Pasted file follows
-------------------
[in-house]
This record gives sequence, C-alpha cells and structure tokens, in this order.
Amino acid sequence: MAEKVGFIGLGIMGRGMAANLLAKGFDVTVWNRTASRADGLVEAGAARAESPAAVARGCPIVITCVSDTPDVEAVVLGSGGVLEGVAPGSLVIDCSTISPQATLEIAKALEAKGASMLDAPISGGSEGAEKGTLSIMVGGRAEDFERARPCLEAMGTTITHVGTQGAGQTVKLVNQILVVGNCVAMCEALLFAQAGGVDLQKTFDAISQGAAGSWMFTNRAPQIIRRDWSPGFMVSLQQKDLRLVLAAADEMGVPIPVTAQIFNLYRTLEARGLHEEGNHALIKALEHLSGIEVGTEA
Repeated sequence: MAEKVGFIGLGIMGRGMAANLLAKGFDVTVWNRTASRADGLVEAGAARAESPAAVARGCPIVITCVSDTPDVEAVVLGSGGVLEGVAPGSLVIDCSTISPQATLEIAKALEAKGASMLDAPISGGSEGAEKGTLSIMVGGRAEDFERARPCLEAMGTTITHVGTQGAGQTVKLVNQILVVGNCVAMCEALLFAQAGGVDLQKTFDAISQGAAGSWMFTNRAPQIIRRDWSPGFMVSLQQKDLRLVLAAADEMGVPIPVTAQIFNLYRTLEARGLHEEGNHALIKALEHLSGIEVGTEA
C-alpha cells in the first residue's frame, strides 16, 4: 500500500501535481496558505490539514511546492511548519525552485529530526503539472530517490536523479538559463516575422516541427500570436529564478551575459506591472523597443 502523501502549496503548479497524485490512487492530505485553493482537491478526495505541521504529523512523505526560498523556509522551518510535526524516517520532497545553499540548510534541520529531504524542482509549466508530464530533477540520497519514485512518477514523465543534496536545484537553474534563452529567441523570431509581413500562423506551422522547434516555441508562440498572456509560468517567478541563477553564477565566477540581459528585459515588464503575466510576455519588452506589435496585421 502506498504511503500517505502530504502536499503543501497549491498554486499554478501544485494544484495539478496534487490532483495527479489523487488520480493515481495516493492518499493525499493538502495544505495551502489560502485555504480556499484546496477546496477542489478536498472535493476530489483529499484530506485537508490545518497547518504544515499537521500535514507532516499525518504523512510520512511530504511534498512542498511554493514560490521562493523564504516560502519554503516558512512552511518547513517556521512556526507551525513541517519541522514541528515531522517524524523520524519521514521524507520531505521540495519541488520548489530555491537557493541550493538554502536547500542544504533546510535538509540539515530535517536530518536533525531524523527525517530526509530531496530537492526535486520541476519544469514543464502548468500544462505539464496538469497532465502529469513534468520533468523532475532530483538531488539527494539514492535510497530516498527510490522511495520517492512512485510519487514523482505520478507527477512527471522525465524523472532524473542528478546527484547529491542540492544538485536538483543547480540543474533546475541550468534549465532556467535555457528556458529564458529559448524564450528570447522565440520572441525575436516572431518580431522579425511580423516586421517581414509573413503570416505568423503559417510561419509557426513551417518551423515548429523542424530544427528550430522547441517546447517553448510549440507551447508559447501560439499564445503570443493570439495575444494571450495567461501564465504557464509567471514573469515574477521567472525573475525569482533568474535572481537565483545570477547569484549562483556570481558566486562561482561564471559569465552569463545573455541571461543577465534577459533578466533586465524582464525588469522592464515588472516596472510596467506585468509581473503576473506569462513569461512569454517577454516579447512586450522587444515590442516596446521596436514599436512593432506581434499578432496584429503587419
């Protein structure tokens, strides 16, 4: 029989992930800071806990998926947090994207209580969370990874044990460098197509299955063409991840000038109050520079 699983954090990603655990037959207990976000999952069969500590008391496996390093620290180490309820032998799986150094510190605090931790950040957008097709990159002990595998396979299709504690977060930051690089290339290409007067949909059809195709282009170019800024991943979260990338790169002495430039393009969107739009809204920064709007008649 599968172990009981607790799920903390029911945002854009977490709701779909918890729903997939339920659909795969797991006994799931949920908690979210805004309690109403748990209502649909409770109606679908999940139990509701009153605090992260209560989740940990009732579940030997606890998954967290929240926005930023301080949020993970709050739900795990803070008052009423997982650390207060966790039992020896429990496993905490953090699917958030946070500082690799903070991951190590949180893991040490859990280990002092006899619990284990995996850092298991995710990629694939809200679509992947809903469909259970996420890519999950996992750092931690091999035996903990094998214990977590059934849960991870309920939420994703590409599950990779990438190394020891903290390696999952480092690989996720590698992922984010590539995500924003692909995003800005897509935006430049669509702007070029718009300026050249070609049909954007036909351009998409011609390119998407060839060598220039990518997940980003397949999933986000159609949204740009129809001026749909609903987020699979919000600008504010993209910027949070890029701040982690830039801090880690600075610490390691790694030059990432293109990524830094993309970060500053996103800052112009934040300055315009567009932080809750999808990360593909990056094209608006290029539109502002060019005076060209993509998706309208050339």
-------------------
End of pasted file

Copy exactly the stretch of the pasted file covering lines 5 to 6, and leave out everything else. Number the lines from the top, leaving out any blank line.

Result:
C-alpha cells in the first residue's frame, strides 16, 4: 500500500501535481496558505490539514511546492511548519525552485529530526503539472530517490536523479538559463516575422516541427500570436529564478551575459506591472523597443 502523501502549496503548479497524485490512487492530505485553493482537491478526495505541521504529523512523505526560498523556509522551518510535526524516517520532497545553499540548510534541520529531504524542482509549466508530464530533477540520497519514485512518477514523465543534496536545484537553474534563452529567441523570431509581413500562423506551422522547434516555441508562440498572456509560468517567478541563477553564477565566477540581459528585459515588464503575466510576455519588452506589435496585421 502506498504511503500517505502530504502536499503543501497549491498554486499554478501544485494544484495539478496534487490532483495527479489523487488520480493515481495516493492518499493525499493538502495544505495551502489560502485555504480556499484546496477546496477542489478536498472535493476530489483529499484530506485537508490545518497547518504544515499537521500535514507532516499525518504523512510520512511530504511534498512542498511554493514560490521562493523564504516560502519554503516558512512552511518547513517556521512556526507551525513541517519541522514541528515531522517524524523520524519521514521524507520531505521540495519541488520548489530555491537557493541550493538554502536547500542544504533546510535538509540539515530535517536530518536533525531524523527525517530526509530531496530537492526535486520541476519544469514543464502548468500544462505539464496538469497532465502529469513534468520533468523532475532530483538531488539527494539514492535510497530516498527510490522511495520517492512512485510519487514523482505520478507527477512527471522525465524523472532524473542528478546527484547529491542540492544538485536538483543547480540543474533546475541550468534549465532556467535555457528556458529564458529559448524564450528570447522565440520572441525575436516572431518580431522579425511580423516586421517581414509573413503570416505568423503559417510561419509557426513551417518551423515548429523542424530544427528550430522547441517546447517553448510549440507551447508559447501560439499564445503570443493570439495575444494571450495567461501564465504557464509567471514573469515574477521567472525573475525569482533568474535572481537565483545570477547569484549562483556570481558566486562561482561564471559569465552569463545573455541571461543577465534577459533578466533586465524582464525588469522592464515588472516596472510596467506585468509581473503576473506569462513569461512569454517577454516579447512586450522587444515590442516596446521596436514599436512593432506581434499578432496584429503587419
């Protein structure tokens, strides 16, 4: 029989992930800071806990998926947090994207209580969370990874044990460098197509299955063409991840000038109050520079 699983954090990603655990037959207990976000999952069969500590008391496996390093620290180490309820032998799986150094510190605090931790950040957008097709990159002990595998396979299709504690977060930051690089290339290409007067949909059809195709282009170019800024991943979260990338790169002495430039393009969107739009809204920064709007008649 599968172990009981607790799920903390029911945002854009977490709701779909918890729903997939339920659909795969797991006994799931949920908690979210805004309690109403748990209502649909409770109606679908999940139990509701009153605090992260209560989740940990009732579940030997606890998954967290929240926005930023301080949020993970709050739900795990803070008052009423997982650390207060966790039992020896429990496993905490953090699917958030946070500082690799903070991951190590949180893991040490859990280990002092006899619990284990995996850092298991995710990629694939809200679509992947809903469909259970996420890519999950996992750092931690091999035996903990094998214990977590059934849960991870309920939420994703590409599950990779990438190394020891903290390696999952480092690989996720590698992922984010590539995500924003692909995003800005897509935006430049669509702007070029718009300026050249070609049909954007036909351009998409011609390119998407060839060598220039990518997940980003397949999933986000159609949204740009129809001026749909609903987020699979919000600008504010993209910027949070890029701040982690830039801090880690600075610490390691790694030059990432293109990524830094993309970060500053996103800052112009934040300055315009567009932080809750999808990360593909990056094209608006290029539109502002060019005076060209993509998706309208050339």